A Girl’s Guide to College Athletes

This guest post is from one of our interns who chose not to be named.

They’re hot, they’re athletic, and they throw really amazing parties.

Yet, there’s always that fear of being played, or those rumors that they’ll just use a woman like a tissue and move on to the next.

With a little in depth analysis you can learn to navigate the college athlete boy scene just like the pro these D1 players hope one day to become.

Lacrosse Players: 

If you’re on the East Coast, you know lacrosse players. If you’re in California, you know a tamer, more stoned, longer-haired lax-bro.

They can be really sweet even if their personality and attitude is brazen, and you know they’re practical and have actual career goals because major league lacrosse pays about as much as being a TA. So they have to be just playing this sport because they love it, or because they’re rich, because seriously, poor people do not play lacrosse.

Basketball Players: 
At D1 schools, they’re tall and intimidating. They have swag and they know it. You can recognize a basketball player by his treelike height and refusal to wear pants or take off his snap-back hats.

Like, do they even wash those outfits? Or do they get even cooler as they get dirtier. Basketball players with career aspirations in the sport are cocky jerks, but if you’re willing to go for that, that’s fine, just consider yourself warned.

Club or D3 basketball players on the other hand, tend to be pretty chill, and if you can get involved in an intramural team at your school, that can be pretty fun and you can meet some more down-to-earth basketball players.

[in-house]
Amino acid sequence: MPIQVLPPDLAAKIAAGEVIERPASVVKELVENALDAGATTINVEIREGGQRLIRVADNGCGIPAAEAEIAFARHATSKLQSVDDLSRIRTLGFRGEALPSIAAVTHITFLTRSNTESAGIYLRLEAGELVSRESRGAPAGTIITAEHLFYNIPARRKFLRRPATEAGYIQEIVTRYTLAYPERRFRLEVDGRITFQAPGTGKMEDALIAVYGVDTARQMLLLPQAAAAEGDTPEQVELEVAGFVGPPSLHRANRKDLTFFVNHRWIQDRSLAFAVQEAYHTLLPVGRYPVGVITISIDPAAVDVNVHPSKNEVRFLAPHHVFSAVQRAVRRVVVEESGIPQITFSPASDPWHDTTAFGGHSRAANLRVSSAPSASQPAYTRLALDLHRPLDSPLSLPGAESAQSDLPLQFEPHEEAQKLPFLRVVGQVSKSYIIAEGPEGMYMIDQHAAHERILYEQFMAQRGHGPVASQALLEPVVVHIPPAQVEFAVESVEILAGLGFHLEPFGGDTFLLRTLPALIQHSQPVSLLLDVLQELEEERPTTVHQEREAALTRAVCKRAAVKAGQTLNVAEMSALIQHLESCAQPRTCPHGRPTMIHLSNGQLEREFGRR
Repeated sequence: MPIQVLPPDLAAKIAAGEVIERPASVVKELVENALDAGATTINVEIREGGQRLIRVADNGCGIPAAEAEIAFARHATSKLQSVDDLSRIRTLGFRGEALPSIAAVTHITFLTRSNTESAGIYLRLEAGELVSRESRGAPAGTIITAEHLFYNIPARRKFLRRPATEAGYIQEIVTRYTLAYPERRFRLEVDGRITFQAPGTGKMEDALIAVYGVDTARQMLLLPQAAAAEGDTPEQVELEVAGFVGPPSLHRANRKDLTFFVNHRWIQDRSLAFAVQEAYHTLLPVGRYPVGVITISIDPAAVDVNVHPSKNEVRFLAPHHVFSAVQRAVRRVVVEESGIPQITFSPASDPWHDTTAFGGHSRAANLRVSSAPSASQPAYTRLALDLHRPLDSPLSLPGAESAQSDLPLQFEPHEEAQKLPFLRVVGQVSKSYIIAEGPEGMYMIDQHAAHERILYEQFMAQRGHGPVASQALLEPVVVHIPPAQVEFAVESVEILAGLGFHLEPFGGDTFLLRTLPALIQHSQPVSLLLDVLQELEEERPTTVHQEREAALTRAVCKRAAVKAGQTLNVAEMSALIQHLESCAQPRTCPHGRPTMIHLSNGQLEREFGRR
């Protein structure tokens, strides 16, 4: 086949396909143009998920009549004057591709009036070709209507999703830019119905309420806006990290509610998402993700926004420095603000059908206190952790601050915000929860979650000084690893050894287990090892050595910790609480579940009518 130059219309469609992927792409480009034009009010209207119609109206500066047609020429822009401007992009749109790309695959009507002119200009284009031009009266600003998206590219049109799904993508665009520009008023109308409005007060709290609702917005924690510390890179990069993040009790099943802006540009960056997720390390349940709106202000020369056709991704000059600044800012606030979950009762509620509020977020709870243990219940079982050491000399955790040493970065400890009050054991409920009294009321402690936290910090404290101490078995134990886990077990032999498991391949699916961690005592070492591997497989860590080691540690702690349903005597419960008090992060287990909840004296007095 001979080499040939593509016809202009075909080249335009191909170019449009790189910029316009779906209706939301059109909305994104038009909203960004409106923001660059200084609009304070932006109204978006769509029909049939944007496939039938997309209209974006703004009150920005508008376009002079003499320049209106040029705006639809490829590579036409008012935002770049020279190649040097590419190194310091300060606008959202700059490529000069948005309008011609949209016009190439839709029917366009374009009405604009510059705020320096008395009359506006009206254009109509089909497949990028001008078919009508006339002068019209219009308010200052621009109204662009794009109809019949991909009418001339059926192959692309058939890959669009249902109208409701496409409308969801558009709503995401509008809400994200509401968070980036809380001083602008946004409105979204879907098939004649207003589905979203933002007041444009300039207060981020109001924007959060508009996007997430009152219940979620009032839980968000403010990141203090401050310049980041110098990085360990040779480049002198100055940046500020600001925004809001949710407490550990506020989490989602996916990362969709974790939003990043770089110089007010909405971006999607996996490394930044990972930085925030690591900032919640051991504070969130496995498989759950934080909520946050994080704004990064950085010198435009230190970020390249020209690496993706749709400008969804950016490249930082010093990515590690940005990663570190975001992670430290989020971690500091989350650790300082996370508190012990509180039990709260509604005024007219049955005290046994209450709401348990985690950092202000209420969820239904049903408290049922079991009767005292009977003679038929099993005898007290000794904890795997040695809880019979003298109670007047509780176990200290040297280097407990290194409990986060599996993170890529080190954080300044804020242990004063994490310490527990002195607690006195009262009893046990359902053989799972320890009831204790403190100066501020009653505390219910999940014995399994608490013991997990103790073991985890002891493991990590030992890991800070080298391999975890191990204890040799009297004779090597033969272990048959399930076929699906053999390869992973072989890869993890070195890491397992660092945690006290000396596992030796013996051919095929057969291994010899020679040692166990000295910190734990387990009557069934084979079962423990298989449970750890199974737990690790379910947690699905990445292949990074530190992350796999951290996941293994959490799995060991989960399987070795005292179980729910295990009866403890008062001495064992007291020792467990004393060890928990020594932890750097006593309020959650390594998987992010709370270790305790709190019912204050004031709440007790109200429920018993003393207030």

Baseball Players: 
They tend to throw great parties and are sexy as hell. Think amazing upper bodies, tight white pants, and a just all around great build. The only drawback about dating a baseball player is that as a girlfriend you are expected to show up and be “supportive” at games, which can be long and boring and slow.

You don’t see Twitter and Facebook blowing up on “World Series Sunday,” do you? Baseball is America’s favorite pastime for a reason: we go to games to socialize and eat hot dogs with chili on them, and that’s basically it.

The players are fine and we do it for the players, not for the game.

Soccer Players: 

Soccer men are great if you like them tall, lean, and pretty. I know what you’re thinking: “look at David Beckham! He’s sooo ripped and manly and rugged and gorgeous! How can you call soccer players pretty boys?”

Well, honey, my answer to you is that our dear “Golden Balls” is the exception, not the rule. If you want a more stereotypically looking soccer playing, check out my friend Cristiano Ronaldo. He’s gorgeous, but I’d store my lip gloss under lock and key when going out with him.

At the college level, soccer is a great place to find an international man if that’s what you’re into (and it should be; have you heard their accents?) And the soccer crowd tends to be more down to earth because they don’t haze their new players and consider their sport more of a passion than a fraternity.

Unlike football, lacrosse, and water polo players, they don’t stick together like the brown Japanese rice that’s served in our cafeteria, so they’re much easier to talk to one on one, and they can also be really funny.

If you’re not down to date one or metro isn’t your type, at least take one on as a friend, and you won’t regret it.

Tennis Players: 

They have the build of a soccer player, but unlike most sports that are popular in college, tennis is an individual endeavor, making these players men who are used to being alone and not having a brotherhood of support.

Thus, tennis men are harder to read, easier to get to know, and harder to meet because they’re not throwing parties all the time. Try going down to the courts with a couple friends to practice and see if you run in to some, or get to know the people on your floor and see if you can meet a tennis player through some mutual friends.

Like almost every male in college, they won’t be interested in anything serious freshman year, but I can assure you that as far as gentlemanliness goes, they’re towards the top of the list.

Hockey Players: